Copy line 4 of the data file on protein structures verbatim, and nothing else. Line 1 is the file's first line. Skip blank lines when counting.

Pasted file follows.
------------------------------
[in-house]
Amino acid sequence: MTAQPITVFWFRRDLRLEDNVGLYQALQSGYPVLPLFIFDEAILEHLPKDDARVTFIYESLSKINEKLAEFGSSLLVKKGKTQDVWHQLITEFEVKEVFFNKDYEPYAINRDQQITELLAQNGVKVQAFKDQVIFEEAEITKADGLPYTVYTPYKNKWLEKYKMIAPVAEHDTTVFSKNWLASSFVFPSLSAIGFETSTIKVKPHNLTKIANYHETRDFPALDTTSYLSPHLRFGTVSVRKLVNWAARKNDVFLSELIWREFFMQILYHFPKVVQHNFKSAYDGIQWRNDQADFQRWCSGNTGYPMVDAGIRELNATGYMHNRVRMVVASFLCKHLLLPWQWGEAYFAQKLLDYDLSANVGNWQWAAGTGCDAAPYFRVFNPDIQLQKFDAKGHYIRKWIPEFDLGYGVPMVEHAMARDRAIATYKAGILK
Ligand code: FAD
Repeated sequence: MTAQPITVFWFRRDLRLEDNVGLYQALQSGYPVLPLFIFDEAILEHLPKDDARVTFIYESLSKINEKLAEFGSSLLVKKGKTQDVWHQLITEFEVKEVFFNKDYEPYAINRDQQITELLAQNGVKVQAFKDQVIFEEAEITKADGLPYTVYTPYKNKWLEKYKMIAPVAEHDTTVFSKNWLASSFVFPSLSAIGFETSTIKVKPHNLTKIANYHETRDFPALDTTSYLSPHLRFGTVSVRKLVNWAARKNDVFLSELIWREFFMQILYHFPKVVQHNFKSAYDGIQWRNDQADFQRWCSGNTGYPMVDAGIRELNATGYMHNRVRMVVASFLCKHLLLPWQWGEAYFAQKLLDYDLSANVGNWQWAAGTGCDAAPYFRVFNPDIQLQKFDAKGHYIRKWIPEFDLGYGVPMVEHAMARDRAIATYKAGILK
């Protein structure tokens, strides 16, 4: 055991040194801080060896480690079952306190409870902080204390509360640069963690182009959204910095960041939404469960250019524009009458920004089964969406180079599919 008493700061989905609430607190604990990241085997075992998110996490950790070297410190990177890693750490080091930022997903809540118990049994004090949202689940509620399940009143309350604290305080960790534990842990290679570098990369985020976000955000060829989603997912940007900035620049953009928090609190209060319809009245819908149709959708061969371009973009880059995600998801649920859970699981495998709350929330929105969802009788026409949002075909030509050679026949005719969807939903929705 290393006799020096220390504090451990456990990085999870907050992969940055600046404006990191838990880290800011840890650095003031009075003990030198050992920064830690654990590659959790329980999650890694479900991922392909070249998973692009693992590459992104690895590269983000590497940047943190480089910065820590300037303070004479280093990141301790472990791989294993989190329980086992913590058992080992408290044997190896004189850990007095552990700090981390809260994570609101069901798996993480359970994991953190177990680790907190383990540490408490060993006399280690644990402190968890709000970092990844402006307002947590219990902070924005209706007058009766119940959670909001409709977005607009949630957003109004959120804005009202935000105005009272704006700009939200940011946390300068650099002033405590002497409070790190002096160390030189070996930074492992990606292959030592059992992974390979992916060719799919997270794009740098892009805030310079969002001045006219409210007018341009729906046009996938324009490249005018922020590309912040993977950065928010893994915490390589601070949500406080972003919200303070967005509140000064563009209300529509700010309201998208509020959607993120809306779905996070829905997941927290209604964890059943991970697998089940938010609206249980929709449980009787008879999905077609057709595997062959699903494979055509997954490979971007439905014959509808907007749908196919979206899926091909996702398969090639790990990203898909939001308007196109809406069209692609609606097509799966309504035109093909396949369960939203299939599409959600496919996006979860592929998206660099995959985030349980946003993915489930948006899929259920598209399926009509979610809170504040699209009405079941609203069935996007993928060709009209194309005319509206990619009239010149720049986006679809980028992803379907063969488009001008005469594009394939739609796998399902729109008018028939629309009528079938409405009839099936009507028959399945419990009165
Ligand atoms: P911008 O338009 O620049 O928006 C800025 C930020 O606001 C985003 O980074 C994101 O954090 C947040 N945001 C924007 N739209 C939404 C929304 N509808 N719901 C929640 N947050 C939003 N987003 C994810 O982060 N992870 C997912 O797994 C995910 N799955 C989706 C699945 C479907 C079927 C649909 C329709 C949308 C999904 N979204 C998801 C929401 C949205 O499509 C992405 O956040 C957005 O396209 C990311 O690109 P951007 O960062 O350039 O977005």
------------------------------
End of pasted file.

Repeated sequence: MTAQPITVFWFRRDLRLEDNVGLYQALQSGYPVLPLFIFDEAILEHLPKDDARVTFIYESLSKINEKLAEFGSSLLVKKGKTQDVWHQLITEFEVKEVFFNKDYEPYAINRDQQITELLAQNGVKVQAFKDQVIFEEAEITKADGLPYTVYTPYKNKWLEKYKMIAPVAEHDTTVFSKNWLASSFVFPSLSAIGFETSTIKVKPHNLTKIANYHETRDFPALDTTSYLSPHLRFGTVSVRKLVNWAARKNDVFLSELIWREFFMQILYHFPKVVQHNFKSAYDGIQWRNDQADFQRWCSGNTGYPMVDAGIRELNATGYMHNRVRMVVASFLCKHLLLPWQWGEAYFAQKLLDYDLSANVGNWQWAAGTGCDAAPYFRVFNPDIQLQKFDAKGHYIRKWIPEFDLGYGVPMVEHAMARDRAIATYKAGILK